This is the most accurate reflection of the reality in Turkey for a long time. Turkey has a judicial system that is independent and which operates according to the rule of law. The President cannot put anyone on trial for any reason he wants. A person is put on trial only if there is sufficient evidence that they have committed a crime. The trial will determine if the person is guilty or innocent. And this is the system in which pastor Brunson has found himself. He is accused of colluding with two recognized terrorist organizations. Brunson has been transferred to house arrest in consideration of his health. In short, the experience of pastor Brunson is more positive than that which many accused of terrorists acts have undergone in the West.

But beyond this, Mr. Trump has achieved something even greater. He has managed to bring the different political parties in Turkey together. The four major political parties, Republican People’s Party (CHP), Nationalist Movement Party (MHP), Good Party (İP) and Justice and Development Party (AK Party), have condemned the American sanctions. This is the first time since the failed coup that the different parties have all come together. And they came together to condemn the sanctioning of Turkey’s ministers.

There are a few countries Trump has not offended yet. Israel, Saudi Arabia, the United Arab Emirates (UAE) are the most important among these. These countries are all on good terms with Trump and his administration. On the surface of it, Saudi Arabia and Israel agreeing on anything might seem surprising.

However, they do have something in common. A common “enemy.” These three states and America are all ranged against Iran. They all want to see Iran’s ability to maneuver limited, to see it punished and made impotent. Their rationales might be different, but sharing a common enemy means that they are willing to work together. These new allies seem intent on focusing their aggression on Iran, as well as on any country that sides with it, and more sinisterly, on any country that does not take a stance against Iran.

Turkey has never signed onto the Iranian sanctions. The results of this are being played out in the American courts. And now Europe has taken a stance to Trump’s latest sanctions against Iran. They are standing up to the New Bullies. In short, a Brand-New World Order is happening, and it seems that Trump is not even aware of it.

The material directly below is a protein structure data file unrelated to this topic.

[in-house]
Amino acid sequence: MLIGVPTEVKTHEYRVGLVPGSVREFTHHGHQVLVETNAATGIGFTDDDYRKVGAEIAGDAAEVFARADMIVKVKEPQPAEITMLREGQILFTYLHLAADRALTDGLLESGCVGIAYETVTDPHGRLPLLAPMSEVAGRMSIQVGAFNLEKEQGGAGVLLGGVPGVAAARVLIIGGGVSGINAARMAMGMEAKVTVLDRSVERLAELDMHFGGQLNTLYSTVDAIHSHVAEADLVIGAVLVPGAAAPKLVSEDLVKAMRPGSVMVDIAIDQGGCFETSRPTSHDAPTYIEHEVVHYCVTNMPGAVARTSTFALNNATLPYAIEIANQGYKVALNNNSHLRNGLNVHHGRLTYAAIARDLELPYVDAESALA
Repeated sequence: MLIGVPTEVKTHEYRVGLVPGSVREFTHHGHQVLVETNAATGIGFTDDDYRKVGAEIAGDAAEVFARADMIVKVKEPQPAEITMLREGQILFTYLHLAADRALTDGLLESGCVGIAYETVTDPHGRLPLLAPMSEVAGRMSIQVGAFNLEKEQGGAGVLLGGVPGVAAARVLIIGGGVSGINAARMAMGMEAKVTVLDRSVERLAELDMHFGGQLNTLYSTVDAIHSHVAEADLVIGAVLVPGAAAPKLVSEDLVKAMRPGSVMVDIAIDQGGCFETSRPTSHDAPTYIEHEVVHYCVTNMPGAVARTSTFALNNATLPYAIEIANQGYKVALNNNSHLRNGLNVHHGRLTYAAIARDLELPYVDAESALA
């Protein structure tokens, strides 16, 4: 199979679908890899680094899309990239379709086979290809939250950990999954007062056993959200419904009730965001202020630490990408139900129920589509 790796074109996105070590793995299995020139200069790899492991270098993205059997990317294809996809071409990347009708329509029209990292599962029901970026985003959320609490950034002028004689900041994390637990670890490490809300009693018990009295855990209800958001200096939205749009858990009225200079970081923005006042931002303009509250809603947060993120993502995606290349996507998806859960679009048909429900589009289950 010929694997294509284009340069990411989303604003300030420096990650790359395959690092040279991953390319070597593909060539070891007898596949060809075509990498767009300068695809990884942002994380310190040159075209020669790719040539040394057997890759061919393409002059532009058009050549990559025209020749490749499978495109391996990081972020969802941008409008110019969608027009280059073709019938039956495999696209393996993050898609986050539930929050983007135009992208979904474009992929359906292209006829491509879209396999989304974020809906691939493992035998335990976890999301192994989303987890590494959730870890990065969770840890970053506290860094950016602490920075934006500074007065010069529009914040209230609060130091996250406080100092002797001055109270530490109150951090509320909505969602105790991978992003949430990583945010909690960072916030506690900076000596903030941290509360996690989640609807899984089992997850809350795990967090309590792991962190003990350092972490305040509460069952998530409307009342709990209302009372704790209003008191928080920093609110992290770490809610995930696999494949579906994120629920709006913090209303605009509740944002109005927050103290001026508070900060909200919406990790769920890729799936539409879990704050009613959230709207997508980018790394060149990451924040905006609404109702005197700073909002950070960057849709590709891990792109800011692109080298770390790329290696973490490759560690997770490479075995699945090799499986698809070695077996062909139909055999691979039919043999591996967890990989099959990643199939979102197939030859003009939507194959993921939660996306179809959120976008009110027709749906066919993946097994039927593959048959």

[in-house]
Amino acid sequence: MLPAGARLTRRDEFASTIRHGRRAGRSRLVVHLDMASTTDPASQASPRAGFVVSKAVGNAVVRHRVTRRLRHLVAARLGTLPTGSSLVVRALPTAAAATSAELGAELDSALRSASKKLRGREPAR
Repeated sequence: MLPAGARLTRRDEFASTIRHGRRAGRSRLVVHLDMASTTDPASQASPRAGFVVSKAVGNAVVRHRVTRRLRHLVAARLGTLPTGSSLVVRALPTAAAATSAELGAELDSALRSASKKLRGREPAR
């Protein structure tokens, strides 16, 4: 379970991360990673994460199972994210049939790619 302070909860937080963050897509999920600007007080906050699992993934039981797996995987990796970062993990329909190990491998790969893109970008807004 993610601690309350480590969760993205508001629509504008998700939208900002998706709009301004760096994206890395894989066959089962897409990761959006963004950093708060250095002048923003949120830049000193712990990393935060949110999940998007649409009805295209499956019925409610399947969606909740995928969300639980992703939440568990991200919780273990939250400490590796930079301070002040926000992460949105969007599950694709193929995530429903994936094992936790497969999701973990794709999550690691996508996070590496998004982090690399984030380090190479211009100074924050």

The old world order after World War II was one in which Europe was being propped up by the U.S. The Marshall Plan helped to rebuild Europe. NATO helped protect Europe against the Communist threat.

But Europe is no longer willing to be Washington’s lapdog. If they don’t like the decisions made there, the Europeans are ready and able to act alone. NATO without Europe means America, Canada and Turkey. And Trump has alienated Turkey and Canada. At this rate, the future of NATO is neither bright nor rosy.

Without NATO, all that is left is the UN; the Security Council is the most important part of the U.N. China, France, Russian Federation, the United Kingdom and the U.S. But can these five countries really constitute the world? Is this just? Is it realistic? Is it even workable?

President Recep Tayyip Erdoğan has been stating for years that the World is Greater than Five. The five are the security council. And the world is greater than these five.

The world has a Brand New Order. America is steadily driving itself out of the top spot. Europe is no longer obediently heeling. Turkey has taken a firm stance, despite punishing currency rates. China doesn’t really care and Russia will not abandon Iran.

If there is to be a body that decides when and if military action needs to be taken, if there is to be a body that is designed to restore international peace and security, it must be more representative than the Security Council. It cannot consist of a few European countries and China and America. South America, the Middle East, Africa and more of Asia need to be represented. The New World Order is not only no longer new; it is no longer functional. There needs to be a world order that is based on justice and true representation. The world is not only greater than five; most of the five who are currently representing the world’s interests are irrelevant and one of them in particular seems to be heading into an uncontrolled tail spin.

The next few years will be an interesting time. One era is so clearly coming to an end; who will be the main players in the new era, what kind of justice will there be, will it be a fairer world, or just the same old thing with new players….all these questions wait to be answered. It is time for a Brand New World Order which recognizes that the old guard is just that. Old, and their era has passed.